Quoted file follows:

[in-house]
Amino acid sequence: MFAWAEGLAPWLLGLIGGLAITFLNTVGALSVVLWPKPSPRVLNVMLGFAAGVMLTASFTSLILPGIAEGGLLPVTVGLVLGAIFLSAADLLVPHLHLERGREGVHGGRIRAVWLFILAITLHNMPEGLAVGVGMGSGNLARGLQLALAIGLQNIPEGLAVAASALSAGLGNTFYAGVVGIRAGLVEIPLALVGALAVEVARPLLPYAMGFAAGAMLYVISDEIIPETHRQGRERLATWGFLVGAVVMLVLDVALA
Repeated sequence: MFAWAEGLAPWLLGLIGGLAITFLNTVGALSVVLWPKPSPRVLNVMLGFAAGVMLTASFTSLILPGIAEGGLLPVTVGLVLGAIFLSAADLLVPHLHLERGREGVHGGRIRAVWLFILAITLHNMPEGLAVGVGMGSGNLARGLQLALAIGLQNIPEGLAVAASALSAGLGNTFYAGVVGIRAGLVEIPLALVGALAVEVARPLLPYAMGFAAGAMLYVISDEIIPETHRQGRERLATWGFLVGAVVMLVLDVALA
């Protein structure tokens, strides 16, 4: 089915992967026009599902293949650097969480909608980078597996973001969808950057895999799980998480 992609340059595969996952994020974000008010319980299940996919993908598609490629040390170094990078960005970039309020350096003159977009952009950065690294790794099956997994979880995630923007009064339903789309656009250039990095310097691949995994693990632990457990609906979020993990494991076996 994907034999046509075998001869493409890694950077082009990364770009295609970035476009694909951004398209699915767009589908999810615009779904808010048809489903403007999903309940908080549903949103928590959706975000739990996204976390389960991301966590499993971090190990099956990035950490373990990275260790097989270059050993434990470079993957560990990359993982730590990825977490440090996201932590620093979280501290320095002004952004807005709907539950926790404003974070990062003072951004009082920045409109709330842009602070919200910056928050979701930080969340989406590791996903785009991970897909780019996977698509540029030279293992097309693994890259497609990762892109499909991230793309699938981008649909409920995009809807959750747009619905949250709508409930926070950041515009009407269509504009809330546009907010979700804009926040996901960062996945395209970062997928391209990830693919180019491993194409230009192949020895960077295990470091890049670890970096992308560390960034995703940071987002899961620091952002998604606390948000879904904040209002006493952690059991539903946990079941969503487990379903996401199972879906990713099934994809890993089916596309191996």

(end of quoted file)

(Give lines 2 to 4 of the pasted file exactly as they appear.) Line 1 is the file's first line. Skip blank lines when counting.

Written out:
Amino acid sequence: MFAWAEGLAPWLLGLIGGLAITFLNTVGALSVVLWPKPSPRVLNVMLGFAAGVMLTASFTSLILPGIAEGGLLPVTVGLVLGAIFLSAADLLVPHLHLERGREGVHGGRIRAVWLFILAITLHNMPEGLAVGVGMGSGNLARGLQLALAIGLQNIPEGLAVAASALSAGLGNTFYAGVVGIRAGLVEIPLALVGALAVEVARPLLPYAMGFAAGAMLYVISDEIIPETHRQGRERLATWGFLVGAVVMLVLDVALA
Repeated sequence: MFAWAEGLAPWLLGLIGGLAITFLNTVGALSVVLWPKPSPRVLNVMLGFAAGVMLTASFTSLILPGIAEGGLLPVTVGLVLGAIFLSAADLLVPHLHLERGREGVHGGRIRAVWLFILAITLHNMPEGLAVGVGMGSGNLARGLQLALAIGLQNIPEGLAVAASALSAGLGNTFYAGVVGIRAGLVEIPLALVGALAVEVARPLLPYAMGFAAGAMLYVISDEIIPETHRQGRERLATWGFLVGAVVMLVLDVALA
């Protein structure tokens, strides 16, 4: 089915992967026009599902293949650097969480909608980078597996973001969808950057895999799980998480 992609340059595969996952994020974000008010319980299940996919993908598609490629040390170094990078960005970039309020350096003159977009952009950065690294790794099956997994979880995630923007009064339903789309656009250039990095310097691949995994693990632990457990609906979020993990494991076996 994907034999046509075998001869493409890694950077082009990364770009295609970035476009694909951004398209699915767009589908999810615009779904808010048809489903403007999903309940908080549903949103928590959706975000739990996204976390389960991301966590499993971090190990099956990035950490373990990275260790097989270059050993434990470079993957560990990359993982730590990825977490440090996201932590620093979280501290320095002004952004807005709907539950926790404003974070990062003072951004009082920045409109709330842009602070919200910056928050979701930080969340989406590791996903785009991970897909780019996977698509540029030279293992097309693994890259497609990762892109499909991230793309699938981008649909409920995009809807959750747009619905949250709508409930926070950041515009009407269509504009809330546009907010979700804009926040996901960062996945395209970062997928391209990830693919180019491993194409230009192949020895960077295990470091890049670890970096992308560390960034995703940071987002899961620091952002998604606390948000879904904040209002006493952690059991539903946990079941969503487990379903996401199972879906990713099934994809890993089916596309191996």